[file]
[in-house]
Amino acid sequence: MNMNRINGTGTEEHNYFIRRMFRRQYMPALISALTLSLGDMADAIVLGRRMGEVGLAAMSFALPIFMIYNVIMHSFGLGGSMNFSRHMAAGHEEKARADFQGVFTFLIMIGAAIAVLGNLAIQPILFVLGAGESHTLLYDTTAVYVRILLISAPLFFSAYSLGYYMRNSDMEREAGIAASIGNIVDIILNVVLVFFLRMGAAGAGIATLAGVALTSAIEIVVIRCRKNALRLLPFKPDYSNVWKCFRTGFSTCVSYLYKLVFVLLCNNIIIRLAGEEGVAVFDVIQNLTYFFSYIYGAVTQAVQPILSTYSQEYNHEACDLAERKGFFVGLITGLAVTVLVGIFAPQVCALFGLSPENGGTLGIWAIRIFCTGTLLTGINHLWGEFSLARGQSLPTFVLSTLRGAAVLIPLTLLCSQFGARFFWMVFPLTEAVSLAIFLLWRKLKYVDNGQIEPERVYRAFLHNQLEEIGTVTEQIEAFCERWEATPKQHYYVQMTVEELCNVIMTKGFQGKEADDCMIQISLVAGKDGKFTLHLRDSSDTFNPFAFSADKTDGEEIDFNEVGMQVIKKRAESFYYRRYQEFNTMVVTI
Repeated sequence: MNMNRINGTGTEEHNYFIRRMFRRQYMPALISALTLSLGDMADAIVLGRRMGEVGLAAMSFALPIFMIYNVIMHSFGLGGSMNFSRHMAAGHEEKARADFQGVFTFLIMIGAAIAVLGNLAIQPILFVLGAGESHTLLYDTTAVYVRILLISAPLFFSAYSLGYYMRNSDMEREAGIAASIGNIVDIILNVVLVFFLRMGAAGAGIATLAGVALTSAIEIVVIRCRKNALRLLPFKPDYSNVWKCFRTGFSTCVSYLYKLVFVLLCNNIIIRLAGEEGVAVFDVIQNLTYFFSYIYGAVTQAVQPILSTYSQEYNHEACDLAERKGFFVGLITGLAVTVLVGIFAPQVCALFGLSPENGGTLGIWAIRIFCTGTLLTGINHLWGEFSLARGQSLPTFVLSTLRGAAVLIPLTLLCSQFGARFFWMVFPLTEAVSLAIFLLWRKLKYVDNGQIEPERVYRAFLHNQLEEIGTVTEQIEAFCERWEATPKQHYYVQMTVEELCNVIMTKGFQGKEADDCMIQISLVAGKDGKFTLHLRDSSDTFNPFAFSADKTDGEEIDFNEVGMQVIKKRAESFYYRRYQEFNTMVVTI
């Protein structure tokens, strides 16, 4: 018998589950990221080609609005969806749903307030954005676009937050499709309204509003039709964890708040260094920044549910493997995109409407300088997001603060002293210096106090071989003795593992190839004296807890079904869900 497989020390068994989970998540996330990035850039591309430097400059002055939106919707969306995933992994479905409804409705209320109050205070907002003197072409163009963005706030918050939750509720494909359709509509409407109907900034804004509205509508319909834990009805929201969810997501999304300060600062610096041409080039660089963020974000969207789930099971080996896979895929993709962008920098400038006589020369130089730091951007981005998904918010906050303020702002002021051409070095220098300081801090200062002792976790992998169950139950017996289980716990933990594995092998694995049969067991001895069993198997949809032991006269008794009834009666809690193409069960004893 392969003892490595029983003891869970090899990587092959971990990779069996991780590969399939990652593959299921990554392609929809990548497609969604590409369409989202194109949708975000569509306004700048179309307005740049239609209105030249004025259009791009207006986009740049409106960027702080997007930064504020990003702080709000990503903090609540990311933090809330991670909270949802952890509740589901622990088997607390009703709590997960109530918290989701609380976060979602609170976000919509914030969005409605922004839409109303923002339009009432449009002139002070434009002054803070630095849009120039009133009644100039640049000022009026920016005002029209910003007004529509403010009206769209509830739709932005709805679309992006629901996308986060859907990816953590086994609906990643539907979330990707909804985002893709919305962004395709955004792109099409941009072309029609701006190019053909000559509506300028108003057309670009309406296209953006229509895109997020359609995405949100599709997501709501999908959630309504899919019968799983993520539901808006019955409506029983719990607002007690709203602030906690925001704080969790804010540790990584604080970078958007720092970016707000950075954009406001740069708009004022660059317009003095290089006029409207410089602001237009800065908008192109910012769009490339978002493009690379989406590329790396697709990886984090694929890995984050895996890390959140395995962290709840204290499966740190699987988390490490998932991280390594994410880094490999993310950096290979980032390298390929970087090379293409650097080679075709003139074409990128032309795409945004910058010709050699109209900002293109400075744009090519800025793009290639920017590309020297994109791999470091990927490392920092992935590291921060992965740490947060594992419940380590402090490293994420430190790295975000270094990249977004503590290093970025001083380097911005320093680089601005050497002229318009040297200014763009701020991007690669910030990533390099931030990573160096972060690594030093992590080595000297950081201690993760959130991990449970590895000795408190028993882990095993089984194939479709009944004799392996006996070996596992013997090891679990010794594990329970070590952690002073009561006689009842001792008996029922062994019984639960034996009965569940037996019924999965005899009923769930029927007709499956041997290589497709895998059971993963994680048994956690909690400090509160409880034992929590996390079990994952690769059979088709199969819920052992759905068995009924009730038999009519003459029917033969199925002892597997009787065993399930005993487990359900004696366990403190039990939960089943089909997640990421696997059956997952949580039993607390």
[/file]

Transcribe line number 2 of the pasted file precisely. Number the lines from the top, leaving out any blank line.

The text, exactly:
Amino acid sequence: MNMNRINGTGTEEHNYFIRRMFRRQYMPALISALTLSLGDMADAIVLGRRMGEVGLAAMSFALPIFMIYNVIMHSFGLGGSMNFSRHMAAGHEEKARADFQGVFTFLIMIGAAIAVLGNLAIQPILFVLGAGESHTLLYDTTAVYVRILLISAPLFFSAYSLGYYMRNSDMEREAGIAASIGNIVDIILNVVLVFFLRMGAAGAGIATLAGVALTSAIEIVVIRCRKNALRLLPFKPDYSNVWKCFRTGFSTCVSYLYKLVFVLLCNNIIIRLAGEEGVAVFDVIQNLTYFFSYIYGAVTQAVQPILSTYSQEYNHEACDLAERKGFFVGLITGLAVTVLVGIFAPQVCALFGLSPENGGTLGIWAIRIFCTGTLLTGINHLWGEFSLARGQSLPTFVLSTLRGAAVLIPLTLLCSQFGARFFWMVFPLTEAVSLAIFLLWRKLKYVDNGQIEPERVYRAFLHNQLEEIGTVTEQIEAFCERWEATPKQHYYVQMTVEELCNVIMTKGFQGKEADDCMIQISLVAGKDGKFTLHLRDSSDTFNPFAFSADKTDGEEIDFNEVGMQVIKKRAESFYYRRYQEFNTMVVTI